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The art of neglect

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01 February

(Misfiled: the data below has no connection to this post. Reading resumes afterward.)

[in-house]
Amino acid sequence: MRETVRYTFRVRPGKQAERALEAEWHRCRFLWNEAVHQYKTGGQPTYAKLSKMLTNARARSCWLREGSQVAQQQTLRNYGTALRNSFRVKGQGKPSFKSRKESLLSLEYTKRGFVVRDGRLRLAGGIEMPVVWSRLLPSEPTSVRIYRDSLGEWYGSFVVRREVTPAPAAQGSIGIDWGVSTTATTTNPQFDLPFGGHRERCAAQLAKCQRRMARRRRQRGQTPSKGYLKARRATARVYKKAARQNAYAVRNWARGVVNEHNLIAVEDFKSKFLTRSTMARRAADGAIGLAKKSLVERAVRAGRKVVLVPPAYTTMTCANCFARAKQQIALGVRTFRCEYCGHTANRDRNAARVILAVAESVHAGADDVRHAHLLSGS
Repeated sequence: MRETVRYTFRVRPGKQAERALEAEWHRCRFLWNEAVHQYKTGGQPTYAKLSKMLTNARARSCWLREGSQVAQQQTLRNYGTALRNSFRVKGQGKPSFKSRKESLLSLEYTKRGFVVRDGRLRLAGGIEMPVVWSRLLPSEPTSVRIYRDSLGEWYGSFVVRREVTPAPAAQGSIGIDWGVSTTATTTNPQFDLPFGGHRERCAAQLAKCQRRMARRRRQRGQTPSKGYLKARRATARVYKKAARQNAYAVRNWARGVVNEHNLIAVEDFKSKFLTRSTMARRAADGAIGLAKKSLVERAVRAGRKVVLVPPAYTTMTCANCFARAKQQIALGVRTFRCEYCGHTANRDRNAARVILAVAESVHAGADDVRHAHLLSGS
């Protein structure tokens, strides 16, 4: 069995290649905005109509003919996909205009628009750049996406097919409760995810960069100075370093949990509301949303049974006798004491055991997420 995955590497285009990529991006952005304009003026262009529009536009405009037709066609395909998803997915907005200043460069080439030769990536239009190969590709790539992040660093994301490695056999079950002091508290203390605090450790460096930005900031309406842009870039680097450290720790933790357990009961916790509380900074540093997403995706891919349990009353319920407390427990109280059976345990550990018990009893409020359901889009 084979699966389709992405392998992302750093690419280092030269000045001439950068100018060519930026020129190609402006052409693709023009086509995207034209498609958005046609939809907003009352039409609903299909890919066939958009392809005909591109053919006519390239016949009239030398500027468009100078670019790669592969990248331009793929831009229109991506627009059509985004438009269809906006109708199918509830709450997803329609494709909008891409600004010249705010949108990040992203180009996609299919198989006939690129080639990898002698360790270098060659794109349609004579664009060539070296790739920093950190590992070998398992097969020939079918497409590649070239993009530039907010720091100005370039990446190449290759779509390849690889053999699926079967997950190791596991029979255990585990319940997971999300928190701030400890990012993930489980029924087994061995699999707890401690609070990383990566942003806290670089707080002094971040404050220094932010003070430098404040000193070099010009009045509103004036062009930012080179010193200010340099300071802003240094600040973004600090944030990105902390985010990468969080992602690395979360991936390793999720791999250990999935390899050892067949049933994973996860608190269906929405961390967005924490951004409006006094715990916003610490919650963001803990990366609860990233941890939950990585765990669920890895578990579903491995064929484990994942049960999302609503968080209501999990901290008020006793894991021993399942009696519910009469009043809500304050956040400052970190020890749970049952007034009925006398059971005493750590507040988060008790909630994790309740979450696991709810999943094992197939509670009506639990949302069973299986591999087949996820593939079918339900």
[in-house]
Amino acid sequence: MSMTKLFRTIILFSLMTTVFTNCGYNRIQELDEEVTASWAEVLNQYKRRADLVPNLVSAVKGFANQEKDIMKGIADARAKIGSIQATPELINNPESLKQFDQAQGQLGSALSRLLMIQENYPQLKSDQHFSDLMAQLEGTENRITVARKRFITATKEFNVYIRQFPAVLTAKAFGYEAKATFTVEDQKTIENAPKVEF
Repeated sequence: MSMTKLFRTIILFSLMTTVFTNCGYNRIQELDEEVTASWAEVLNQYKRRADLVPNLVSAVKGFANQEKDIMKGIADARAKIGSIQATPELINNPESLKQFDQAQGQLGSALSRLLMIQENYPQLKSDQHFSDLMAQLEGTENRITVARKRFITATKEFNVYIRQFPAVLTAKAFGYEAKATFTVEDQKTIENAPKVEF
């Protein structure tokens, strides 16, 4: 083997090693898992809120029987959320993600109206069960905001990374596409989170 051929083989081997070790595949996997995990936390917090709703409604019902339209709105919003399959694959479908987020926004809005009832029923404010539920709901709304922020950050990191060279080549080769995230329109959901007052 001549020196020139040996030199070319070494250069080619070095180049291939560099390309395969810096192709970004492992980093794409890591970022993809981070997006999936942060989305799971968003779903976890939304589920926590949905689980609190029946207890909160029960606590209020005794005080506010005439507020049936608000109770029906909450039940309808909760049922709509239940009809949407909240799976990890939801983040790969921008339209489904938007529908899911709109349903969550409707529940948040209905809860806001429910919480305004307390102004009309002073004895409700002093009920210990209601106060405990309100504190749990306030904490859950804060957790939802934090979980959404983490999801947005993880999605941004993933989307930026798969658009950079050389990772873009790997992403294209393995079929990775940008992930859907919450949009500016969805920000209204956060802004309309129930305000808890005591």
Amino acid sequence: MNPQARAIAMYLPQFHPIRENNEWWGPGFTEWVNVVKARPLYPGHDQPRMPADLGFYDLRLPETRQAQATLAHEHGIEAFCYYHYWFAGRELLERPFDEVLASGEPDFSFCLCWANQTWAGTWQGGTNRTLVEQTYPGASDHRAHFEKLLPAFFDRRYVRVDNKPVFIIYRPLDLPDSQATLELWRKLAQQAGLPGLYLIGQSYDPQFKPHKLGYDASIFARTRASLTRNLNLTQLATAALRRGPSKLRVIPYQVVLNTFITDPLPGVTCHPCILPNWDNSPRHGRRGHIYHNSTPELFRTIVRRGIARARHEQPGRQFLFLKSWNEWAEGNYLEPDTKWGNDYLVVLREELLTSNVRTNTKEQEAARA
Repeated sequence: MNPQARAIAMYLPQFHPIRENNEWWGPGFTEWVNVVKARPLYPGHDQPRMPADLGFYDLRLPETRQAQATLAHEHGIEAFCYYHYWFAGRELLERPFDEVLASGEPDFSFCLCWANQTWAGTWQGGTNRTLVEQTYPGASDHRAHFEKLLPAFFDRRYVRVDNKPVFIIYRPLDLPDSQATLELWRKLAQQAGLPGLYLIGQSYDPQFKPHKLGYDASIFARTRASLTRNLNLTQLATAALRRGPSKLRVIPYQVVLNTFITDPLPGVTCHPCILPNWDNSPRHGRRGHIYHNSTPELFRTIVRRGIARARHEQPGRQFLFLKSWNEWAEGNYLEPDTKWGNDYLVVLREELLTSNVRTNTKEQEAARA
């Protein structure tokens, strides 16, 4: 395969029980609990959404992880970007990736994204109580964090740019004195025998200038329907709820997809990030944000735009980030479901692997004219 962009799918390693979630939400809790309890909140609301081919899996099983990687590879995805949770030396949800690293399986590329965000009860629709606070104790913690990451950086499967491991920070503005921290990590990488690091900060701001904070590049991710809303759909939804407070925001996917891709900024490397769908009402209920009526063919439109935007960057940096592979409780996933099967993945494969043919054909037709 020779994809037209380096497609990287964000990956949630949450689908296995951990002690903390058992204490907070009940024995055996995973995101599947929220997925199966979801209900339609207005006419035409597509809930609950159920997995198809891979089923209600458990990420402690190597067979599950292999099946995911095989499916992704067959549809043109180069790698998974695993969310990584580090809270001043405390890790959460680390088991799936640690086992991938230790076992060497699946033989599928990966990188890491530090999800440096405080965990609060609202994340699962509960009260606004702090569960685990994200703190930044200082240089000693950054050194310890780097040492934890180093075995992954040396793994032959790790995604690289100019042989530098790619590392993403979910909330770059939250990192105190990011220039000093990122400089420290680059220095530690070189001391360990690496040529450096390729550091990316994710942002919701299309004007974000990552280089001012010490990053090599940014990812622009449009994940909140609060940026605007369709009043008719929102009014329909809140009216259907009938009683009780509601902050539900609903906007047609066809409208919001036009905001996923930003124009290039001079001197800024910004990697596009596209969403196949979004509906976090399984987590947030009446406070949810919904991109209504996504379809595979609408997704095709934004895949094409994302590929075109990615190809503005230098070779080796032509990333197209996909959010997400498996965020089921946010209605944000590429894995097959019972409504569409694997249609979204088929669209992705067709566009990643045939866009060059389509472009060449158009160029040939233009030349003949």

๐—ง๐—ต๐—ถ๐˜€ ๐˜€๐˜๐—ผ๐—ฟ๐˜† ๐—ผ๐—ฟ๐—ถ๐—ด๐—ถ๐—ป๐—ฎ๐—น๐—น๐˜† ๐—ฎ๐—ถ๐—ฟ๐—ฒ๐—ฑ ๐—ผ๐—ป ๐Ÿญ๐Ÿฑ ๐—๐—ฎ๐—ป๐˜‚๐—ฎ๐—ฟ๐˜† ๐Ÿฎ๐Ÿฌ๐Ÿฎ๐Ÿฏ. It was a flagrant heist: a man walks into a prestigious art gallery in broad daylight, removes a painting from its walls, dumps the frame, and then simply walks out. No one so much as raised an eyebrow. But what seemed a brazen act of criminality was actually an experiment aimed at testing the security at the Johannesburg Art Gallery (JAG), Africaโ€™s largest. It boasts thousands of works including pieces by Pablo Picasso, Claude Monet, Gerard Sekoto, Walter Battiss, William Kentridge, and Sydney Kumalo. The collection is valued at between R500 million and R1 billion, but the gallery is now a shadow of its former glory. Derelict, dilapidated and in total disrepair with empty exhibit halls, crumbling walls and closed-off areas. Carte Blanche exposes the rot. Your favourite episodes are now available on Carte Blanche: The Podcast: https://bit.ly/PodcastCB
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